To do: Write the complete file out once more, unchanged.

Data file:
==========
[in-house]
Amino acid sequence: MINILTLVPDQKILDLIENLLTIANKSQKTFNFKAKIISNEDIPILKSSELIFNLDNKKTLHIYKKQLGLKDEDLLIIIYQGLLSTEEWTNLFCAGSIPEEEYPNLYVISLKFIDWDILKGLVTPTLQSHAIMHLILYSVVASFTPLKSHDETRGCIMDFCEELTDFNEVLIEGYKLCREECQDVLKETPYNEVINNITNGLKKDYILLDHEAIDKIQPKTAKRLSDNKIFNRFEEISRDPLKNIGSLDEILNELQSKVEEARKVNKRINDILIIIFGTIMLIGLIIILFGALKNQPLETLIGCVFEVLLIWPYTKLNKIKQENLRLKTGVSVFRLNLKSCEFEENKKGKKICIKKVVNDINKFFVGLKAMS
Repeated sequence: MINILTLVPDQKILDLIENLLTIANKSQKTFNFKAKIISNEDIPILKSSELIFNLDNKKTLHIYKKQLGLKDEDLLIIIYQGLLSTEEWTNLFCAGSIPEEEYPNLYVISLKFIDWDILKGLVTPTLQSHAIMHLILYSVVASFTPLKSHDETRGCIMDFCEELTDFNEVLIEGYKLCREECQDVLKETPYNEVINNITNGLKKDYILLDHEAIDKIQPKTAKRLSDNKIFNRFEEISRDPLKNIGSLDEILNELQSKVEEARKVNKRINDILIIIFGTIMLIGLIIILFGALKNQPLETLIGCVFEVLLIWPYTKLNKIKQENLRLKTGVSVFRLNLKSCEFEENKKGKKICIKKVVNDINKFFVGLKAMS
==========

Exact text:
[in-house]
Amino acid sequence: MINILTLVPDQKILDLIENLLTIANKSQKTFNFKAKIISNEDIPILKSSELIFNLDNKKTLHIYKKQLGLKDEDLLIIIYQGLLSTEEWTNLFCAGSIPEEEYPNLYVISLKFIDWDILKGLVTPTLQSHAIMHLILYSVVASFTPLKSHDETRGCIMDFCEELTDFNEVLIEGYKLCREECQDVLKETPYNEVINNITNGLKKDYILLDHEAIDKIQPKTAKRLSDNKIFNRFEEISRDPLKNIGSLDEILNELQSKVEEARKVNKRINDILIIIFGTIMLIGLIIILFGALKNQPLETLIGCVFEVLLIWPYTKLNKIKQENLRLKTGVSVFRLNLKSCEFEENKKGKKICIKKVVNDINKFFVGLKAMS
Repeated sequence: MINILTLVPDQKILDLIENLLTIANKSQKTFNFKAKIISNEDIPILKSSELIFNLDNKKTLHIYKKQLGLKDEDLLIIIYQGLLSTEEWTNLFCAGSIPEEEYPNLYVISLKFIDWDILKGLVTPTLQSHAIMHLILYSVVASFTPLKSHDETRGCIMDFCEELTDFNEVLIEGYKLCREECQDVLKETPYNEVINNITNGLKKDYILLDHEAIDKIQPKTAKRLSDNKIFNRFEEISRDPLKNIGSLDEILNELQSKVEEARKVNKRINDILIIIFGTIMLIGLIIILFGALKNQPLETLIGCVFEVLLIWPYTKLNKIKQENLRLKTGVSVFRLNLKSCEFEENKKGKKICIKKVVNDINKFFVGLKAMS